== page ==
Your CV is the first impression a company gets of you, and it needs to make an impact. That’s a lot to ask for a single document, and figuring out what to include, what to leave out, and how to structure it is difficult for any candidate. Fortunately, recruiters and hiring managers understand that a CV is only the opening paragraph of your story. Keep the following things in mind to optimise your CV to get you that face to face interview:
Keep your CV clean, legible, and straight to the point. This will help the recruiter pick out key information about you. Remember that your CV will not be the only one they’re looking at, so make it skim-friendly.
Layout depends on the job you’re applying for. If you’re going for a creative position, such as a graphic designer, it would make sense to have a creative CV – however, don’t sacrifice legibility for creativity. Bear in mind that your CV needs to be two pages at most, and the shorter it is, the greater the chance it will be read.
Information to include:
It’s obvious, but you would be surprised. Make sure to include your name, surname, mobile number, and email address. This is how the company will be contacting you for an interview so put it right at the top where it will be easily found.
Opinions differ on whether you should have one or not, however, we feel having a brief explanation of who you are and what your strengths are can help individualise your CV from the slush-pile. Here’s an example:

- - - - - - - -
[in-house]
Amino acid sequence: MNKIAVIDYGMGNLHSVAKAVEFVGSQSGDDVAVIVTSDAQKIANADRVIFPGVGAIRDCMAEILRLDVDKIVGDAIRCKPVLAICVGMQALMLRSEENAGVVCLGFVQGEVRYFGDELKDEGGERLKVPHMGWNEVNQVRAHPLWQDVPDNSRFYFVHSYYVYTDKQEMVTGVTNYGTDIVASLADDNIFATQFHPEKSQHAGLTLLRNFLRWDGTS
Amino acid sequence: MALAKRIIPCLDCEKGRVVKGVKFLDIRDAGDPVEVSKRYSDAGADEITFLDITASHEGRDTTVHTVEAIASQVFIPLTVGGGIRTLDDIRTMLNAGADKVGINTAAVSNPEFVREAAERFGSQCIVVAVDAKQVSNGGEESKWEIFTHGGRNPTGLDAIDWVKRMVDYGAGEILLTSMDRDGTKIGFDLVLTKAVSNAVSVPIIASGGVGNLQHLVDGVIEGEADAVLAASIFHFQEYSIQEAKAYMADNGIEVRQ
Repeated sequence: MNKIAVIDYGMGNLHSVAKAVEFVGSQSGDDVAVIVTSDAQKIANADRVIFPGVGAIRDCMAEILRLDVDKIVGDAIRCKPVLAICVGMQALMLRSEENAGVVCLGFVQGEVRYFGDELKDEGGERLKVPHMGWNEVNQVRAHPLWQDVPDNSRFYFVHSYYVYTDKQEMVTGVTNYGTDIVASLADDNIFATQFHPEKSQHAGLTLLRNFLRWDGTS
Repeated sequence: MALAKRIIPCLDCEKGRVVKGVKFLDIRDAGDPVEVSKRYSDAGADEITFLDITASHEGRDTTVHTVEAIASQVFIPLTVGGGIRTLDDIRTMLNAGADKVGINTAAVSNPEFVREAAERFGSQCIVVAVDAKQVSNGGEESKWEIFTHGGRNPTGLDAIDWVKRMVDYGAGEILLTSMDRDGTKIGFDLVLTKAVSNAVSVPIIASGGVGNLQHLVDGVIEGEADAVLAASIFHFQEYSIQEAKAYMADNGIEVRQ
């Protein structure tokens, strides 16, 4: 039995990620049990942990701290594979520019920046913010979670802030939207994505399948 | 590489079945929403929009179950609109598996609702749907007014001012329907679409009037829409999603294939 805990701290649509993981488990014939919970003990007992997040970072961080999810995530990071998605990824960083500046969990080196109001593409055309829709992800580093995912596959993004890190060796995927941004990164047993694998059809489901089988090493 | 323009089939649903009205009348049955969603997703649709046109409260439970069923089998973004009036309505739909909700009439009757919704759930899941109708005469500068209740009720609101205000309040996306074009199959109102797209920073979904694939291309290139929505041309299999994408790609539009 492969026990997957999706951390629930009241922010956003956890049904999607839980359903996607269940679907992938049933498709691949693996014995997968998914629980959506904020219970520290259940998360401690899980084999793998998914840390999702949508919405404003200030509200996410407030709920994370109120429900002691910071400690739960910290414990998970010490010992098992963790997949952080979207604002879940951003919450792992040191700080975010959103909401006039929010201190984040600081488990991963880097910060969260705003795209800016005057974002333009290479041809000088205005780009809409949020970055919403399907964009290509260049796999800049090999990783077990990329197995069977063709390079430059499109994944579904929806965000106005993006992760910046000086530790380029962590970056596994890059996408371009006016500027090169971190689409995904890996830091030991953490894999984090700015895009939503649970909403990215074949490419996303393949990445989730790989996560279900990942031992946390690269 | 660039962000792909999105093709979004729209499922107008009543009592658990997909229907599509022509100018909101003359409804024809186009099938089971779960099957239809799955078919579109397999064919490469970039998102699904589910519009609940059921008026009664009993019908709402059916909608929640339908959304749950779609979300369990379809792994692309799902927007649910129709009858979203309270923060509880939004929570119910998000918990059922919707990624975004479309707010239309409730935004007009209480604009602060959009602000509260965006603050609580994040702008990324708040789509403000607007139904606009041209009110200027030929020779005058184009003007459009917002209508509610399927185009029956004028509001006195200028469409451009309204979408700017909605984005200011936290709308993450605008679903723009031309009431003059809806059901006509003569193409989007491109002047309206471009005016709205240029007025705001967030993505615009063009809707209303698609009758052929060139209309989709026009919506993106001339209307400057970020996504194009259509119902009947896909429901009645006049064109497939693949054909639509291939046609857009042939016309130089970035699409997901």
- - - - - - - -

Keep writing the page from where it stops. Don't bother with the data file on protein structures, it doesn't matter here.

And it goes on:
As an experienced marketing manager, my proactive and go-getter approach contributed towards significant growth for the brand I currently work for. My strong communication skills allow me to communicate the brand’s messages in a way that our target market listens and reacts. After six years in marketing, I am currently seeking a new challenge which will utilise my analytical skills and friendly, professional manner.
This is the most important section because the company will want to know the background you’re coming from and your probable skill set. Include the job title, the name of the organisation you worked for, the time spent on the job, and, most importantly, your main responsibilities within that post. Underline the experience and skills you gained from your time within the job and link them to the role you’re applying for. This way they can quickly see if you would be of value to their company.
This varies depending on where you are in your career. If you are applying for your first job, and your education is the majority of your experience, then delve into more detail and show what skills and qualifications your education has given you. However, if you’ve been working for a while, show your latest qualification. If you’ve reached a tertiary level of education, it is enough to mention that because it shows you have gone through all the previous steps. Keeping things short and sweet is always better.
Interests & Extracurriculars
This section is a little more about your personal self, so highlight those things that really contribute to who you are. If you like sport, or travelling, put that in there – just keep in mind that you should focus on interests and activities that have contributed, or contribute, to your personal development and therefore will give you an edge for the job you’re applying for. If you don’t have something valuable to say, just omit it. Other information, such as awards or gaps in your career, should also be mentioned here.
Next read: How to Prepare for a Job Interview